Yesterday’s post about digital ARCs was quickly answered by NetGalley president Fran Toolan, who responded to our expressed desire for electronic advance reading copies that we could read on a Kindle, Sony Reader, or similar device by announcing, “We’re so close to being able to handle this. We are re-engineering our entire content system right now. Our target for Kindle, Sony, and Stanza is April 28. Certainly we will have it all ready by BEA.” Surely we aren’t the only ones to regard that as awesome news—just as we were glad to learn about publishing companies like Houghton Mifflin Harcourt, Oxford University Press, Beacon Press, and Unbridled Books who can already supply us with unencrypted PDFs that we can convert for handheld reading devices.
But we also heard from a marketing director at an imprint of one of the New York-based conglomerates who explained to us why we shouldn’t expect full-scale conversion just yet. “It’s not a matter of trusting reviewers,” he emailed us. “The real issue is that once you introduce unencrypted files into the chain, and you scale that up to several thousand files a month, mistakes will happen. As publishers we have a responsibility not to release something digitally, even if accidentally, in advance of publication. I think the solution, if there is one, is going to have to happen on the device side—with either Sony or Amazon offering some kind of encryption method to publishers—or at least allowing third party encrypted files to run on their devices.”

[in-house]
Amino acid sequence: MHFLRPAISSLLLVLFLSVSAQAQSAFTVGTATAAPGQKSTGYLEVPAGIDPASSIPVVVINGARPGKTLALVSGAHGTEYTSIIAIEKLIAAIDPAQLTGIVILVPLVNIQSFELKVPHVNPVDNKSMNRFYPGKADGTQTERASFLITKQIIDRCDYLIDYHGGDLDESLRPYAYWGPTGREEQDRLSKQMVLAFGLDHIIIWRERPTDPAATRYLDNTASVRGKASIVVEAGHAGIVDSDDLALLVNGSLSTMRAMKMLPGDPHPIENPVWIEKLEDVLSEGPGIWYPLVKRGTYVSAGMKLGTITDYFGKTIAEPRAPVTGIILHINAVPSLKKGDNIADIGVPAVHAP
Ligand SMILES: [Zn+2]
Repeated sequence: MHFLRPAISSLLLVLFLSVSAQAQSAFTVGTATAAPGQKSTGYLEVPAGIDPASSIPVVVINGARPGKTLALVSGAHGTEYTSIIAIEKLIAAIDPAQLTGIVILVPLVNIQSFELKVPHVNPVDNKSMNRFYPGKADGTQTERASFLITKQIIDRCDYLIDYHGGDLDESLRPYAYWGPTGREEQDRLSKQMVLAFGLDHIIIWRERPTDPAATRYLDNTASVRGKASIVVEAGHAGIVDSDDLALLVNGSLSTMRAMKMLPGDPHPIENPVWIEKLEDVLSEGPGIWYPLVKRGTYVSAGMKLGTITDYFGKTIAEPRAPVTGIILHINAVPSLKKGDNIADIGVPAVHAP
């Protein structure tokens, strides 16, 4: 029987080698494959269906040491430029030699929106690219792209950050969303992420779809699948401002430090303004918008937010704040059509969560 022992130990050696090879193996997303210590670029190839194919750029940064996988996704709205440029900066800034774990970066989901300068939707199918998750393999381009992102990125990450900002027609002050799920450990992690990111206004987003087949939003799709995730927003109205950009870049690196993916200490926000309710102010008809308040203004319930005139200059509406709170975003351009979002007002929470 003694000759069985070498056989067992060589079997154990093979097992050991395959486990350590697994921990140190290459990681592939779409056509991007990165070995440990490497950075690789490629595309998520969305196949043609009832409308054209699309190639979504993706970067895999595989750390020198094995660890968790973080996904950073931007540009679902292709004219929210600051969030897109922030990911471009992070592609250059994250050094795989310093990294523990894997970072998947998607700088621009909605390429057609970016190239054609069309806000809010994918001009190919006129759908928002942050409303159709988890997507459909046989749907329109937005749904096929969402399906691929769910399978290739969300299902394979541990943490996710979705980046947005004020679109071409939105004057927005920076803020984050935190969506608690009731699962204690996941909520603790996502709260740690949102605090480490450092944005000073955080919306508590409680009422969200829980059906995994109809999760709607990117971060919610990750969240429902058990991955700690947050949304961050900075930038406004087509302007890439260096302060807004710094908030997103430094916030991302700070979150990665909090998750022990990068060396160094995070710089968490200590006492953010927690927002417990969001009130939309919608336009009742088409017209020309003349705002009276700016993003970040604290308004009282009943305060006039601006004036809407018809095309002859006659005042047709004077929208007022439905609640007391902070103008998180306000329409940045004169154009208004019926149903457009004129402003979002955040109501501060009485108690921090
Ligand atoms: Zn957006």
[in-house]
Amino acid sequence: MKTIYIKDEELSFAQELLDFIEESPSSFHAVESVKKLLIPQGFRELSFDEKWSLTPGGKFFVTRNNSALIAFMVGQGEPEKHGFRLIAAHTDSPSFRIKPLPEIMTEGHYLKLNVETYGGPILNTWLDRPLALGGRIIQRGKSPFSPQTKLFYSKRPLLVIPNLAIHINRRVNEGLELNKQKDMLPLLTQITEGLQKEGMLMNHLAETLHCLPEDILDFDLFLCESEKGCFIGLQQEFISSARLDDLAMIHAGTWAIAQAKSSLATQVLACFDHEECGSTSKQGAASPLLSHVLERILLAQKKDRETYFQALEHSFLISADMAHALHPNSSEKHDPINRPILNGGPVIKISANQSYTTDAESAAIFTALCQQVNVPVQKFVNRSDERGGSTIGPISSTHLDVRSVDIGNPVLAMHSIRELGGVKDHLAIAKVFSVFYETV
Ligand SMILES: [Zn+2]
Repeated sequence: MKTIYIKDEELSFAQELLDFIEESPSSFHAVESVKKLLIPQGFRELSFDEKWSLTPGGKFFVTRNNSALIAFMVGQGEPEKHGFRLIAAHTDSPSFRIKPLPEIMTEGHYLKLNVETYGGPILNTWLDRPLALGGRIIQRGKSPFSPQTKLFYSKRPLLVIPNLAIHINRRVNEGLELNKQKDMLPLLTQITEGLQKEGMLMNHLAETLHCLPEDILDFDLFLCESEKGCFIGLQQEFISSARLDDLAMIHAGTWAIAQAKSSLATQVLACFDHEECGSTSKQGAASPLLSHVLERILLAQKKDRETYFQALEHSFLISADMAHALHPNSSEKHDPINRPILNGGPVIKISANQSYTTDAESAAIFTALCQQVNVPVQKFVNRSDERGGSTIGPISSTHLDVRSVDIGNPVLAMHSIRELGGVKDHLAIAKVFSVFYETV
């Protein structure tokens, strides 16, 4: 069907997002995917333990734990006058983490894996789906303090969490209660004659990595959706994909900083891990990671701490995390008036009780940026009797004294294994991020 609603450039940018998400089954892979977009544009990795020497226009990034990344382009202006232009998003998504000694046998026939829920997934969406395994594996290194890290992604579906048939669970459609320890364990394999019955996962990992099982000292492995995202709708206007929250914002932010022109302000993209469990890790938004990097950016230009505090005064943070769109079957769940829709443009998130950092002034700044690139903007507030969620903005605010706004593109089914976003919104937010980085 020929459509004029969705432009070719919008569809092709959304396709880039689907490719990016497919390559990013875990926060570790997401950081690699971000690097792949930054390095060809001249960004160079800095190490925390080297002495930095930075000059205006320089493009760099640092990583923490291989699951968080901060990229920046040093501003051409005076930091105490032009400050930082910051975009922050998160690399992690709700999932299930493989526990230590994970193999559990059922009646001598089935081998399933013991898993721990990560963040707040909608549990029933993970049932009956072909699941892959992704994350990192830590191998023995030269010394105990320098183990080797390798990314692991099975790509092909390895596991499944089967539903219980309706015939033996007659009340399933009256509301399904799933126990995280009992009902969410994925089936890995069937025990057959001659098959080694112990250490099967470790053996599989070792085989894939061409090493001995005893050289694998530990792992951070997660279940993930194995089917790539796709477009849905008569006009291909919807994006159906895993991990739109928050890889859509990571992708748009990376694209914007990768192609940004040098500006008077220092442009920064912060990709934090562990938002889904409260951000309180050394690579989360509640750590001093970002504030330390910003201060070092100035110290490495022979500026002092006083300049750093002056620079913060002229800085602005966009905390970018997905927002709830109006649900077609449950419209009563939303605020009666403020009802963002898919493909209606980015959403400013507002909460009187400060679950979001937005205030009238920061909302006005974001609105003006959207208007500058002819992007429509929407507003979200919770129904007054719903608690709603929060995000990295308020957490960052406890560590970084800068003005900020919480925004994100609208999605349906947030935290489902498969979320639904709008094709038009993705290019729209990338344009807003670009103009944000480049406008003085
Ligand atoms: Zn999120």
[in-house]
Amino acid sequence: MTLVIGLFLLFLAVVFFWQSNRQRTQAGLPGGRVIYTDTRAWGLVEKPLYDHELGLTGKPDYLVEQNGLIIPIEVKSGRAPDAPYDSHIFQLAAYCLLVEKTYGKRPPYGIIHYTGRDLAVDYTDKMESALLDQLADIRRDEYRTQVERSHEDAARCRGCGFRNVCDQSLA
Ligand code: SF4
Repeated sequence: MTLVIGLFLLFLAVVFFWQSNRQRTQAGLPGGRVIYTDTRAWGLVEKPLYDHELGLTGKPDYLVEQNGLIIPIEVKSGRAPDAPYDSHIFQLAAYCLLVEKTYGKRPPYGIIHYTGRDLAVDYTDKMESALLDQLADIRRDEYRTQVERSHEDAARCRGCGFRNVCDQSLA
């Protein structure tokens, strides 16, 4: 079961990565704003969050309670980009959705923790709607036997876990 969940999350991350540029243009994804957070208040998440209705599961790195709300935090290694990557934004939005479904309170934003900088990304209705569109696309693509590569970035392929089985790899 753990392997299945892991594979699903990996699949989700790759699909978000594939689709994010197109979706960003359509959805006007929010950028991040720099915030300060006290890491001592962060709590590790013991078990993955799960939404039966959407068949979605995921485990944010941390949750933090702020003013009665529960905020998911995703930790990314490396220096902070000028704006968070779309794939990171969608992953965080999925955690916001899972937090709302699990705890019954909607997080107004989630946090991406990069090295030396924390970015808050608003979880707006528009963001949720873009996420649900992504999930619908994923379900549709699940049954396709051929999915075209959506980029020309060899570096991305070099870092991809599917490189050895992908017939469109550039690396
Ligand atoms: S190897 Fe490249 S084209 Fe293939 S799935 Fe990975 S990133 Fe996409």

And though many reviewers might clamor for “digiarcs” to help reduce their clutter, they aren’t the only audience for galleys—”The lion’s share of galleys and ARCs go to marketing bookstores, conventions, sales teams, etc.,” the marketing director added. “And those areas aren’t ready yet for digital only. So there are actually relatively sound budgetary reasons to tack on the reviewer galleys to those print runs.” Heck, even the reviewers aren’t unanimous on the subject: “As much as I need more space,” said the twitterer known as Condalmo, “as a reviewer I’d still rather have a stack of galleys than arcs buried in my email.”
(That said, at least one GalleyCat editor has begun culling the stacks of books dominating his living room floor, writing down the titles he’d replace electronically if he bought a handheld reading device…)